Spring 2003 7.013, Introduction to Biology
Professor Jacks: "Was it good for you? It was good for me."
Professor Jacks: "I'm peeing."
Professor Jacks: "I have a flaming chainsaw."
Professor Jacks: "You're all bacteria to me."
[Editor's note: The above four quotes were said within a span of five minutes.]
Professor Sive: "My point here is not to talk about the fun part of sexual reproduction."
8.02x, Physics: Electricity and Magnetism
Professor Roland: "Let me make a comment that you won't be able to understand, but maybe you can just keep it in mind."
Professor Roland: "This machine cost about a billion dollars. Your take-home experiments will be on a slightly smaller scale."
Professor Roland: "What can we conclude from this demonstration, other than that junior faculty will do anything to get a laugh out of the audience?"
Professor Roland: "I firmly believe this value [for the mass of a quark] is correct, because the guy who measured it has his office two doors down from me."
David Pritchard: "How many of you have read Principia from cover to cover? I haven't, but I've read enough to know that I don't want to."
Kate Scholberg: "Neither fish nor electrons can pop in and out of existence. Electrons, like fish, are conserved."
Professor Roland: "Solving this problem requires you to solve - [stops] - requires somebody to solve a pretty complicated differential equation."
Professor Roland: "This is a very important equation. It has no practical application whatsoever."
18.02, Multi-Variable Calculus
Professor Sipser: "I have found in my previous experience teaching this course that students tend to forget this minus sign. Please do not do this unless you wish to find minus signs on your exams."
Igor Pavlovsky: "When people see the word 'prove' they run away. But the doors are closed, so you can't."
Igor Pavlovsky: "This is a geometry problem, so you should probably draw something."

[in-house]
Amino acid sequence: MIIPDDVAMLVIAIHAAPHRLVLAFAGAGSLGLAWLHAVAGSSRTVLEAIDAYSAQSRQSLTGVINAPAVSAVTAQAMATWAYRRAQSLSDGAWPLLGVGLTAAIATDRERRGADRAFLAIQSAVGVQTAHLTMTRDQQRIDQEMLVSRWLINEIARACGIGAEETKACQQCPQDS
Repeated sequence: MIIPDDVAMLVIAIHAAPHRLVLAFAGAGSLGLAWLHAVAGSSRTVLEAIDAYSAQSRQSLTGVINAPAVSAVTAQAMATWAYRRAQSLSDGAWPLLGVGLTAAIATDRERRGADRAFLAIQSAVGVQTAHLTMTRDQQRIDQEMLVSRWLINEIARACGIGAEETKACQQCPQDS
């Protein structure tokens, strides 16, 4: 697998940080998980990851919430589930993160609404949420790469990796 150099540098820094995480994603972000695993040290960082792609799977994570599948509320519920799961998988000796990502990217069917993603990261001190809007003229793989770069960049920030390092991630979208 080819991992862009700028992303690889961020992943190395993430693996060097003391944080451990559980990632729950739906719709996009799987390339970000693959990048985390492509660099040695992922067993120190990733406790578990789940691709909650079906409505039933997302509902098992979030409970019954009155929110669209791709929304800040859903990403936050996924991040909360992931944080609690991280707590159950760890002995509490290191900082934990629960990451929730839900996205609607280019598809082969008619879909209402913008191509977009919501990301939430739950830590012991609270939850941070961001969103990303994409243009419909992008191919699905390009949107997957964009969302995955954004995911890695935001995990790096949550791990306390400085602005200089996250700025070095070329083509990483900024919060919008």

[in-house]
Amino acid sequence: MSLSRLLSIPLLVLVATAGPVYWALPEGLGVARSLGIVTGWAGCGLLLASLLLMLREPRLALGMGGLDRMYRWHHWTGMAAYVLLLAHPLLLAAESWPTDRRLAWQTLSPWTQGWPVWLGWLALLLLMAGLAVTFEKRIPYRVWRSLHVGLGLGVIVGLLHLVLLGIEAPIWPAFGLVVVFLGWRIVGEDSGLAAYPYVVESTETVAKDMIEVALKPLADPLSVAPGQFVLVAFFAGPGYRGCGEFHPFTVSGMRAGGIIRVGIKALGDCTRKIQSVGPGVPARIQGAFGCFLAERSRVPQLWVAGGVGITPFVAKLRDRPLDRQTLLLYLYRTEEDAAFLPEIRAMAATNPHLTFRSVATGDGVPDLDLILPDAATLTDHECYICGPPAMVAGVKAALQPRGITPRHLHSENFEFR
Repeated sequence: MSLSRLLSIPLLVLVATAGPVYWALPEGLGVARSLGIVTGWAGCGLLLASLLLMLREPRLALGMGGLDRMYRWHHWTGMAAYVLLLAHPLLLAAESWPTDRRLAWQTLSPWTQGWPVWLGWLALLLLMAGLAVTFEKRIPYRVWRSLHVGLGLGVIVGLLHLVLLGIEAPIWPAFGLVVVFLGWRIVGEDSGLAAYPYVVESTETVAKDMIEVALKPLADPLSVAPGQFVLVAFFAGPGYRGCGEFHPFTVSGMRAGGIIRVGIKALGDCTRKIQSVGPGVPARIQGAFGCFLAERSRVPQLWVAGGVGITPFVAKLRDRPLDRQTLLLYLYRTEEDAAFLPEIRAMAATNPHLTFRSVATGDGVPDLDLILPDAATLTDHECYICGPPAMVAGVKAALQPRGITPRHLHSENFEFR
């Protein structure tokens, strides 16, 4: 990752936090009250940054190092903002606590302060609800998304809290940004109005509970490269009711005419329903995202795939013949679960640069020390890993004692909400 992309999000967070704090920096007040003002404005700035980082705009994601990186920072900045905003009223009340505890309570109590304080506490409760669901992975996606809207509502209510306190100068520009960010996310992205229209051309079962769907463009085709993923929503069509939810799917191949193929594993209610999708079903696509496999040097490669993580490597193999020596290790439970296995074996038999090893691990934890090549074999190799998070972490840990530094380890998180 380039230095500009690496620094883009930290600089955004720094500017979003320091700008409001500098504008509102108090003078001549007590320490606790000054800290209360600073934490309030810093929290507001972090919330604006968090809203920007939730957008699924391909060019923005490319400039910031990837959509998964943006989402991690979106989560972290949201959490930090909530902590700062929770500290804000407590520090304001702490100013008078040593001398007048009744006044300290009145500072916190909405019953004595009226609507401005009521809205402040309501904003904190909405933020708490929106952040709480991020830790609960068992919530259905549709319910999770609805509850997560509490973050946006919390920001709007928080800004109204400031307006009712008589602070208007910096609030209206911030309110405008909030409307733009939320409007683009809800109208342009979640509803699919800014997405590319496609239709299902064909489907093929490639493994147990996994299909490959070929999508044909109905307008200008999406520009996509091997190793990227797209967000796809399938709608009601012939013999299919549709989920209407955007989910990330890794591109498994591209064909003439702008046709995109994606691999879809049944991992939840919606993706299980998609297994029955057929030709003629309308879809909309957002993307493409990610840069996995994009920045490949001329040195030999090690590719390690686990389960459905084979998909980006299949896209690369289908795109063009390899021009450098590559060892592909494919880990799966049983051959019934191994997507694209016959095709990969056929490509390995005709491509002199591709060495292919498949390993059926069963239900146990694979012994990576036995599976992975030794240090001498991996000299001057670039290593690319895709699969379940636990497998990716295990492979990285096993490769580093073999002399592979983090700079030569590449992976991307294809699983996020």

Professor Sipser: "This being a math course, I feel an obligation to tell you why this is true."
Igor Pavlovsky: "All this talk and no action. [Meaningful pause.] Let's take the partial derivative!"
Professor Sipser: "Most of the rest of this lecture I'm just going to be blabbering up here."
Professor Sipser: [A question is asked regarding the figure he has drawn.] "No, this isn't a flat ice cream cone! That wouldn't be very tasty."
21L.004, Major Poets
Professor Fuller: "I can say 'excrement,' but I can't say 'shit.' Except that I just did."
Fall 2002 5.111, Principles of Chemical Science
Emma Sceats: "Lots of enzymes in your body depend specifically upon acid-base equilibria to work, such as the enymes in your liver which break down alcohol. Oh no, you're all underage! Oh God, I shouldn't be saying this."
Emma Sceats: "I'm only a chemist because I was a pyromaniac when I was younger."
8.01x, Physics: Mechanics
Professor Litster: "This isn't going to teach you much physics, but it's fun."
Professor Scholberg: "Nothing like a blowtorch to liven up a physics lecture."
Matt Borthwick: "What we need to do, in extremely technical terms, is add up all the little differential bits of stuff."
9.00, Introduction to Psychology
Professor Wolfe: "You're not going to save the world by handing out quarters and free note paper."
Professor Wolfe: "Artificial light is what has allowed us to abuse the beautiful circadian clocks given to us by nature."
[Editor's note: There are many more excellent Wolfie quotes somewhere... I just can't find them. I need to ask Stephen.]
18.01, Calculus: Integral and Differential
Professor Devlin: "Once, when Gauss was in elementary school, his teacher was hung over or something and made them sum the first one hundred numbers before they could go out to recess."
Inwon Kim: "When you slice it up you get a record, an LP. [Pauses, looks at figure.] Who uses LPs these days?"
Professor Devlin: "There was this one cycloid I couldn't solve last night. But then I solved it this morning, so I put it on the problem set. [Class groans.] Come on, guys, it's not that hard!"
Professor Devlin: "This doesn't look right to me. I'm nervous. What is this?" [Student says, "That's what I got."] "That's what you got? I feel better."
Professor Devlin: "This is further proof that infinity is weird."